Lowe’s (NYSE:LOW) operates in the home improvement industry, a sector that will experience several long-term tailwinds. Its economies of scale help the business offer the greatest value proposition among competitors. With great management aligned with shareholders and a fair valuation, I think Lowe’s is a great business to include in many portfolios.
Lowe’s is the world’s second-largest home improvement retailer. Founded in 1921, it is a Dividend King that has been raising the dividend for 57 years. It serves two types of customers, do-it-yourself (DIY) and PRO. It offers all kinds of products and services for home maintenance, repair, and improvement. Management is obsessed with customer satisfaction and return to shareholders. Moreover, the home improvement market has several tailwinds that will ensure its profitability in the coming years.
Secular Trends In Its Market
The company emphasizes 8 growth drivers, but some of them are structural problems in the US (Lowe’s only operates in the US, so it is highly dependent on its economy, although they avoid currency risk on their results), such as the age of housing and the undersupply of homes. Some others are macrotrends, such as baby boomers aging and remote work. (Slide 11)
But not only the market prospects look attractive for Lowe’s, but also the market structure compared to its revenue mix. The home improvement market is a highly fragmented market with an estimated TAM of $1 trillion. (Home Depot has 15% of the market share and Lowe’s has 10%), so the options for consolidation are huge, but I will talk about this later. Moreover, the market is fragmented into two types of customers: DIY (50%) and PRO (50%), while Lowe’s revenues are formed by 25% of PRO customers (19% in 2019) and 75% of DIY. PRO customers are the profitable ones, since their purchases are not discretionary, they are more recurring, the tickets are larger, and the inventories rotate more, since they can charge extra prices for parts or labor. They intend to penetrate this market through partnerships and rewards, as well as relationships with new brands. Margins and resiliency of the product portfolio should be positively impacted. (Slide 10)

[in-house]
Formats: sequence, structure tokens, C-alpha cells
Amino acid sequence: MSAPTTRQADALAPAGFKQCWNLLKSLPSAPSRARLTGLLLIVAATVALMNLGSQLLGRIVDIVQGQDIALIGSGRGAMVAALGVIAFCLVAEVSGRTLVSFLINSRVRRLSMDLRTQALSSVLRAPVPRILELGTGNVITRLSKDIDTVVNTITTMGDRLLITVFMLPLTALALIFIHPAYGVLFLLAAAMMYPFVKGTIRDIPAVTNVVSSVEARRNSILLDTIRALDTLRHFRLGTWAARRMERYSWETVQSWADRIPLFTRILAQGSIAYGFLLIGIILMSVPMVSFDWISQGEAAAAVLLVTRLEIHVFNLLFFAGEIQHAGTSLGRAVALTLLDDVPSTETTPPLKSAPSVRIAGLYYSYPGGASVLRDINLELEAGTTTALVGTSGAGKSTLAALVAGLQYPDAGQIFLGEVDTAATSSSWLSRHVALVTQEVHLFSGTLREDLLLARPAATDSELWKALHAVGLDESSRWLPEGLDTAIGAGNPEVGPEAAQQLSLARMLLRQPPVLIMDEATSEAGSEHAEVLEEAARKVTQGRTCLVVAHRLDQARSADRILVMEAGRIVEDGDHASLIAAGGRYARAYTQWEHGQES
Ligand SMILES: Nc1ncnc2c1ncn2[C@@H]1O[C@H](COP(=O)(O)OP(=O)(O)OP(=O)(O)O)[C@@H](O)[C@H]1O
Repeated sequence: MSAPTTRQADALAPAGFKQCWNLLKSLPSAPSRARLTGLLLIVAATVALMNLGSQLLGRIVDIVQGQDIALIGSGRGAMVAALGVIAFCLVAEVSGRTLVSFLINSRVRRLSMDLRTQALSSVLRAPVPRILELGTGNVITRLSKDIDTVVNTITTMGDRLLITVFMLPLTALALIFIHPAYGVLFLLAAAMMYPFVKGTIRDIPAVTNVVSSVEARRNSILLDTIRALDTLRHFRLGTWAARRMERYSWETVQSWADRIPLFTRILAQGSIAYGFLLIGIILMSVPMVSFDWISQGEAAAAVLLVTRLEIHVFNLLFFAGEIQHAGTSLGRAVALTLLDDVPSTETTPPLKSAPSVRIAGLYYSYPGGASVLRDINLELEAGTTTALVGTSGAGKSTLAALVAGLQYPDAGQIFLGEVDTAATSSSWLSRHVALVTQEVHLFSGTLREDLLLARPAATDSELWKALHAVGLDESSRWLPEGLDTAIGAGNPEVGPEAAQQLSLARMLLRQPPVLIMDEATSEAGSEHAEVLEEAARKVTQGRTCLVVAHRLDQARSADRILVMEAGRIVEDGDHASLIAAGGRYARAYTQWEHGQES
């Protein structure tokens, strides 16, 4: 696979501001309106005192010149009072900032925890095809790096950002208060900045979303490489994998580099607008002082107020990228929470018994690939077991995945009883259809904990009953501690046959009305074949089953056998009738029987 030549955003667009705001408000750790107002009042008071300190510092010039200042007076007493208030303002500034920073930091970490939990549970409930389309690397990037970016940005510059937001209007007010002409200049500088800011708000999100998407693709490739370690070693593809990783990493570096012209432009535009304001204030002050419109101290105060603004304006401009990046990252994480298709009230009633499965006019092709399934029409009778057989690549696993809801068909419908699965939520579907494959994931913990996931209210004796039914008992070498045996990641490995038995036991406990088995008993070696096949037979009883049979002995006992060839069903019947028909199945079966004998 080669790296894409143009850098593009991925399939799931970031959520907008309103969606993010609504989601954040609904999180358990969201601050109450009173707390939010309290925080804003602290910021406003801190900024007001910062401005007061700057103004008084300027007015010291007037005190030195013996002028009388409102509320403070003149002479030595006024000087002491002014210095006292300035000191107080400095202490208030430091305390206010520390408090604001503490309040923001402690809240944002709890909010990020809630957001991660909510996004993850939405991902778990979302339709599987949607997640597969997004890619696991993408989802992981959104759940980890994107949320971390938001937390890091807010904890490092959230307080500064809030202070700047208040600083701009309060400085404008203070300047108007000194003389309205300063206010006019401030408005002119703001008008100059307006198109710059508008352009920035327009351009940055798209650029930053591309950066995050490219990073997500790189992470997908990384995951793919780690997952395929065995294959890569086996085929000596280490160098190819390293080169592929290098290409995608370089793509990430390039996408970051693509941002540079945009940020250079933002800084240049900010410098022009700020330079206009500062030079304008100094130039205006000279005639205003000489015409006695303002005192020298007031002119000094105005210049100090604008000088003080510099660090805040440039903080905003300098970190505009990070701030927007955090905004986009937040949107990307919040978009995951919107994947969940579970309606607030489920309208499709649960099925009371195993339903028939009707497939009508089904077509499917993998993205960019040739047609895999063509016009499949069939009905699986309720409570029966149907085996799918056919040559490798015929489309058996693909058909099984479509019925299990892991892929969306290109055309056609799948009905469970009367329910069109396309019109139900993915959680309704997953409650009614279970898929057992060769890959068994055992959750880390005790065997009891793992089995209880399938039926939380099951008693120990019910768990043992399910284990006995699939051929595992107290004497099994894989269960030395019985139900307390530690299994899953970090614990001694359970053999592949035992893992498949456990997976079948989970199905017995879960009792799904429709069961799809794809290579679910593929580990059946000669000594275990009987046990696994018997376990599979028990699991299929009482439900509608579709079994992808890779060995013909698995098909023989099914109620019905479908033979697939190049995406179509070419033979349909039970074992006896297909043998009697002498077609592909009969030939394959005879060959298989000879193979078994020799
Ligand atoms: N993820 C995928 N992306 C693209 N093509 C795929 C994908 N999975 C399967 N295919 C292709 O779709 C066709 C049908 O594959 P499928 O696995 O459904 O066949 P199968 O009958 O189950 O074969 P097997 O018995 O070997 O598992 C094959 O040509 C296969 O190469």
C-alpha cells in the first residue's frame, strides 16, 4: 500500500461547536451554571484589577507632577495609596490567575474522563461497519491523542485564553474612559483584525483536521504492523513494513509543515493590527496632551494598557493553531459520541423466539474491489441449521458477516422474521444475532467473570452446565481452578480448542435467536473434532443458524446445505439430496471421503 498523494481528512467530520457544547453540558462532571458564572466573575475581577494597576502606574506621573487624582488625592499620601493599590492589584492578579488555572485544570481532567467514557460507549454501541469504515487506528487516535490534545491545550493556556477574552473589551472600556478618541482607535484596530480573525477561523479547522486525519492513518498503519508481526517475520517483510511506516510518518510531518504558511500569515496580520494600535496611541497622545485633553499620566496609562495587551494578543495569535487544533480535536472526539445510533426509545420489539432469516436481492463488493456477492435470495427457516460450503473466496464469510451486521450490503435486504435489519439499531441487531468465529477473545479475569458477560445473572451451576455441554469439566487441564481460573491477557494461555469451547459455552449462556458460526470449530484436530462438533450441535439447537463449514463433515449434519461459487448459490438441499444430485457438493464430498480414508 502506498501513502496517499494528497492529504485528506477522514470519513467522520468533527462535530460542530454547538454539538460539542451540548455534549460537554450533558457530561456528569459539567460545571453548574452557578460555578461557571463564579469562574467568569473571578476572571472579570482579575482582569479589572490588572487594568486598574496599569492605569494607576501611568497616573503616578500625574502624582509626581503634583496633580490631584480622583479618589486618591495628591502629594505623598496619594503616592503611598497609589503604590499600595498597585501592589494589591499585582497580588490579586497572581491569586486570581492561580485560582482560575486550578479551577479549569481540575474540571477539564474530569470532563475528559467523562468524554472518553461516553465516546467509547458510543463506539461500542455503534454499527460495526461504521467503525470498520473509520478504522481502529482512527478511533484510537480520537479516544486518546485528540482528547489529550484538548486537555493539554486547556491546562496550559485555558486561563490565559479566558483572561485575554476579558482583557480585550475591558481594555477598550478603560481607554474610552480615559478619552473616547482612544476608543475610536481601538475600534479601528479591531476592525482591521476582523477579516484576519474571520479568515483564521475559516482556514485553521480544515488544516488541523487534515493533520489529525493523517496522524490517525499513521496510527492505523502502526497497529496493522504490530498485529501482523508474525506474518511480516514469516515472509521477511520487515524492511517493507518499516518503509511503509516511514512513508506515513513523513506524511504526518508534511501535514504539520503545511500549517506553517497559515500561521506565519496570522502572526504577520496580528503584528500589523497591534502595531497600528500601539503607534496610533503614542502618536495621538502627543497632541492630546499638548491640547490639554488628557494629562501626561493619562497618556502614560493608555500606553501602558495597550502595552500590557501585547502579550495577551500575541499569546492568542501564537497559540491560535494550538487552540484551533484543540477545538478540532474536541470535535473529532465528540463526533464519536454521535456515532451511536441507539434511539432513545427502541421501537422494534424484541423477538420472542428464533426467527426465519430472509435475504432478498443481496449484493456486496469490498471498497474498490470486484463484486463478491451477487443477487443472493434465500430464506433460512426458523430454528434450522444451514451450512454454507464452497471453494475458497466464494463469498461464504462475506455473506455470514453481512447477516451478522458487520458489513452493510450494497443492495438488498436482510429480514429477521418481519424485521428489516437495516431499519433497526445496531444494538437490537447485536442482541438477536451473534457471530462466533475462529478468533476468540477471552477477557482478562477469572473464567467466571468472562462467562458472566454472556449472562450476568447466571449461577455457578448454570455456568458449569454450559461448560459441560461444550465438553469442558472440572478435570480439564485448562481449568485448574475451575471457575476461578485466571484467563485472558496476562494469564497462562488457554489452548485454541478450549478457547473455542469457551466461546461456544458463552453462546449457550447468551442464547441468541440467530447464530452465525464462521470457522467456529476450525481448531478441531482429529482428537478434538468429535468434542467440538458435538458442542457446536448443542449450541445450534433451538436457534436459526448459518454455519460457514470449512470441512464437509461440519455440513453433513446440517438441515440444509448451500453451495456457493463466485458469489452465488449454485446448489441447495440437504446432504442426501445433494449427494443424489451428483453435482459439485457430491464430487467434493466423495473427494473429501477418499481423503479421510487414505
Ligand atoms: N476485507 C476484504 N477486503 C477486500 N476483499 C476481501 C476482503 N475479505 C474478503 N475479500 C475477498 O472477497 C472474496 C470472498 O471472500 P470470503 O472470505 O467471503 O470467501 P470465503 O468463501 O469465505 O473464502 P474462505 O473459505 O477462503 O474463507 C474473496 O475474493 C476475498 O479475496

One-stop Shopping Is The Biggest Competitive Advantage
What Lowe’s does, which is a great advantage compared to other smaller players, is become a one-stop shop for all of its customers. The company has not only the best and broader catalog of products, but also the best customer relationship, long-term relations with its suppliers for obtaining the best deals, a great transport fleet, and a huge shop footprint: about 1,700 shops (89% owned by the company) after closing operations in Canada (6% of sales) with a wide range of products offered (40,000 in store) and 2 million on the internet with 24-hour deliveries from central warehouses (15 regional centers and 15 surface flats).
They have been investing in omnichannel since 2018, giving them a greater degree of flexibility and convenience for the client. Customers can search on their website (10% online sales in 2022, compared to 5% in 2018) before going to the store, or they can pick it up at the store with a prior reservation. Products can be delivered to their home or workplace if they are very large (so they do not occupy or bother the store). These are all facilities to improve customer satisfaction and experience, which is key in retail businesses. (Slide 15)
AI, Rather Than Causing Disruption, It Helps The Business
They are using Artificial Intelligence and Machine Learning to substantially improve key aspects of their stores and improve their productivity and return: Estimating sales, improving inventory turnover and availability, product visibility at a glance, customer service, and delivery improvements. Web apps and omnichannel should benefit from this tailwind as well, making the purchase experience seamless and faster. This often depends on each geography, and it is good that they implement it.